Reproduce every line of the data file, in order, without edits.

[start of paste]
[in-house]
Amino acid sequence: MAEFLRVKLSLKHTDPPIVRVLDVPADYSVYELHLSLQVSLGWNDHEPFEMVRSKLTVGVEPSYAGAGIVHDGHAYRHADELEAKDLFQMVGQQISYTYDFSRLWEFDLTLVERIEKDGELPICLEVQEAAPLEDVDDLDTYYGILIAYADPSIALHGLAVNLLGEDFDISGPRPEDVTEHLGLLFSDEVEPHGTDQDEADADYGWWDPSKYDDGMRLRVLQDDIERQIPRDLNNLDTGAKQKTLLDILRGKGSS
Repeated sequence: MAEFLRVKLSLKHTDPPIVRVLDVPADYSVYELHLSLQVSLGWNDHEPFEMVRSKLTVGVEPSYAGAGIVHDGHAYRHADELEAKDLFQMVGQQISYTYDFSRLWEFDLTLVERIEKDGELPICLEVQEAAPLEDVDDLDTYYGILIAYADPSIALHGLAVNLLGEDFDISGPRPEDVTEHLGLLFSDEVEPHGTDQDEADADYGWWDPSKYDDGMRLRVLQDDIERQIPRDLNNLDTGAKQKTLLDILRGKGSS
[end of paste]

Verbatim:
[in-house]
Amino acid sequence: MAEFLRVKLSLKHTDPPIVRVLDVPADYSVYELHLSLQVSLGWNDHEPFEMVRSKLTVGVEPSYAGAGIVHDGHAYRHADELEAKDLFQMVGQQISYTYDFSRLWEFDLTLVERIEKDGELPICLEVQEAAPLEDVDDLDTYYGILIAYADPSIALHGLAVNLLGEDFDISGPRPEDVTEHLGLLFSDEVEPHGTDQDEADADYGWWDPSKYDDGMRLRVLQDDIERQIPRDLNNLDTGAKQKTLLDILRGKGSS
Repeated sequence: MAEFLRVKLSLKHTDPPIVRVLDVPADYSVYELHLSLQVSLGWNDHEPFEMVRSKLTVGVEPSYAGAGIVHDGHAYRHADELEAKDLFQMVGQQISYTYDFSRLWEFDLTLVERIEKDGELPICLEVQEAAPLEDVDDLDTYYGILIAYADPSIALHGLAVNLLGEDFDISGPRPEDVTEHLGLLFSDEVEPHGTDQDEADADYGWWDPSKYDDGMRLRVLQDDIERQIPRDLNNLDTGAKQKTLLDILRGKGSS